Harris doesn’t name too many names as his targets; he speaks in broad terms about prevailing views among a connected swath of the DC press, operatives, think-tankers, and politicians. Among that crowd, it’s worth noting that the problem is bigger than what Harris suggests: It’s not merely an excess of institutionalism but actually an expression of a substantive political ideology. This elite centrism, in practice, amounts to a kind of milquetoast nationalist libertarianism.

The centrist ideology is essentially the slogan “fiscally conservative but socially liberal” come to life. It holds that the national debt is one of the greatest threats to the United States in the long term and that Social Security is unsustainable. It thinks there’s an obvious compromise solution on immigration and adheres to a kind of modest social liberalism on abortion and same-sex marriage, though it generally disdains “identity politics.” It reveres the troops and generally supports US military involvement in foreign wars, seeing criticism of America’s interventionist consensus as vaguely unpatriotic.

The influence of this version of centrist ideology should not be underestimated. It’s particularly popular among the very wealthy, who lavishly fund organizations like No Labels and Fix the Debt to promote it. It often crops up among “straight” or “objective” news reporters, who see it as entirely uncontroversial to say the national debt is a pressing policy problem (it isn’t) or to hold up the American military as a paragon of national virtue. It partly explains why Democratic presidential debates get so hung up on debating how to pay for Medicare-for-all: The underlying assumption is that debt financing is obviously unacceptable.

The centrist ideology is not mere institutionalism, though that’s part of it. It’s a very specific vision of how the world works, one that forms the background of a lot of Washington conversations and political debates — invisible until you notice it and then all of a sudden pervasive.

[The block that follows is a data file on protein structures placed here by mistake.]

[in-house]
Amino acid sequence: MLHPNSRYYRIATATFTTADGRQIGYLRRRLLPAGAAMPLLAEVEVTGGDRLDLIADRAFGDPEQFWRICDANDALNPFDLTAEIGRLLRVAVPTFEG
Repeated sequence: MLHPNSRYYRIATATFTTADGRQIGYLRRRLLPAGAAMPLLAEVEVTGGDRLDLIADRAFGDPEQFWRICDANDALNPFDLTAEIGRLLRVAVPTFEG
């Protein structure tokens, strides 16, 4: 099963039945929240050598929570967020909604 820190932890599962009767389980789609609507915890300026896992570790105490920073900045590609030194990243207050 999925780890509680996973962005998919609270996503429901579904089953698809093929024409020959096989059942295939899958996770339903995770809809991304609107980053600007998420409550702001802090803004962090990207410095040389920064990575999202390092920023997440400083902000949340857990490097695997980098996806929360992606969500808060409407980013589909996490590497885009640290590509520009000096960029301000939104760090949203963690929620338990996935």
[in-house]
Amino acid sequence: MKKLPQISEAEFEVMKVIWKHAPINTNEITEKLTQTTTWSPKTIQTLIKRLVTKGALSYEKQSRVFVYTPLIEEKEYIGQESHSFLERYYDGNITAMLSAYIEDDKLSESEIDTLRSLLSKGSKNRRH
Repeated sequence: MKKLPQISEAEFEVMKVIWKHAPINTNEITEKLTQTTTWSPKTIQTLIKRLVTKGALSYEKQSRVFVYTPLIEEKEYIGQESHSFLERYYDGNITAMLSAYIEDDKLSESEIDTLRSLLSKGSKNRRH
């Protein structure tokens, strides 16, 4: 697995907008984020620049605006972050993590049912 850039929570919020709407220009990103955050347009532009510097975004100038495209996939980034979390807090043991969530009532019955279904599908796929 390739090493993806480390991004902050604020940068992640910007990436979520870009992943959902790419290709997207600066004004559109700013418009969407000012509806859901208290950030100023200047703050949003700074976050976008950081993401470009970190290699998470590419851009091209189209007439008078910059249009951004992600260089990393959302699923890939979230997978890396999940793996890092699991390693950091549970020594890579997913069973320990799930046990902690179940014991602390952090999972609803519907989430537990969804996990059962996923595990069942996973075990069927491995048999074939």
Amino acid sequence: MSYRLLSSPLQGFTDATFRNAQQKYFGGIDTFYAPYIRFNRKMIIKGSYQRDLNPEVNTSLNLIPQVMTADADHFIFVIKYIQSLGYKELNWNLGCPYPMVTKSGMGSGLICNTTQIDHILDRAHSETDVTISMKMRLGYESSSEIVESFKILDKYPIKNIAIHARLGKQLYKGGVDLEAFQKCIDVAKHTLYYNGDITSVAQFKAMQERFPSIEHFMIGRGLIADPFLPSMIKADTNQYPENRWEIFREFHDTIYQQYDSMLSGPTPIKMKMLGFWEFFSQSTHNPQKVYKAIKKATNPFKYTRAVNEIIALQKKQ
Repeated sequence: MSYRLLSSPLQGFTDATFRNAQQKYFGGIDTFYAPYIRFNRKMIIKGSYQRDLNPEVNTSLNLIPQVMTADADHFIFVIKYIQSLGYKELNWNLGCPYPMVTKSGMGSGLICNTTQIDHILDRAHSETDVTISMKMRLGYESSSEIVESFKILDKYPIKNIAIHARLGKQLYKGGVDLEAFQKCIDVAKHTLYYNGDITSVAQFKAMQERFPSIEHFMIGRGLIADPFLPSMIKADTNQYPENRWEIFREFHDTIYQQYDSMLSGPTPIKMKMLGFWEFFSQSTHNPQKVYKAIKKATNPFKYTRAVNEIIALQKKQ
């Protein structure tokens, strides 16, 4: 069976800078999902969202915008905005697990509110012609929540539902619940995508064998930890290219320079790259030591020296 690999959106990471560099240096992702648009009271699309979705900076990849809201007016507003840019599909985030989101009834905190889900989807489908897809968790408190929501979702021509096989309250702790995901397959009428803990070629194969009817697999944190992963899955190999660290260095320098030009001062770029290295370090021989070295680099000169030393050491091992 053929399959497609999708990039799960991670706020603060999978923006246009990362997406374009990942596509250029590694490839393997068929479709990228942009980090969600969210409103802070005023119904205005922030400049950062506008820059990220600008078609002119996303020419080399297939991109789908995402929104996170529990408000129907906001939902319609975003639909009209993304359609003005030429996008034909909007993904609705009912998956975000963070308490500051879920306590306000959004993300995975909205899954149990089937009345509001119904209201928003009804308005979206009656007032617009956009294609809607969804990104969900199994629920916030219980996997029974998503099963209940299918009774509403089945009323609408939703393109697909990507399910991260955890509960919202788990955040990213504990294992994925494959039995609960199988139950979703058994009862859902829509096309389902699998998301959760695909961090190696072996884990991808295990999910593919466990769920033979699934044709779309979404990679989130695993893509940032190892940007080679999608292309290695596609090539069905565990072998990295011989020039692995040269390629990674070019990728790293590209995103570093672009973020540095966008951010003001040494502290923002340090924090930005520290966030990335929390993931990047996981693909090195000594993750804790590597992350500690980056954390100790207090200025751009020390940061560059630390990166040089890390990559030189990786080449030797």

It is, also, quite unpopular: One study found just 3.8 percent of American voters could fairly be described as right-leaning on economic issues and left-leaning on social ones. Far more voters are fairly described as populist — right-leaning on social issues, left-leaning on economic ones — yet such a view has comparatively weak representation in American politics (Trump may talk like an economic populist, but he sure hasn’t governed like one).

This imbalance stems from the fact that “centrist” ideas are the province of the educated, wealthy elite. Perhaps the single best predictor of social liberalism in America, aside from Democratic Party membership, is education: The more educated you are, the more likely you are to be open to things like marriage equality and immigration. At the same time, America’s elites are wealthy and thus more likely to be leery of significant tax hikes that would hurt their bottom line. Because elites tend to socialize with other elites, they can talk themselves into thinking that their ideas seem like common sense.

Harris is capturing not just an institutionalist bias but an ideological one, a political worldview based on dubious substantive arguments but with pervasive influence in the capital — owing in no small part to the class makeup of our political elite.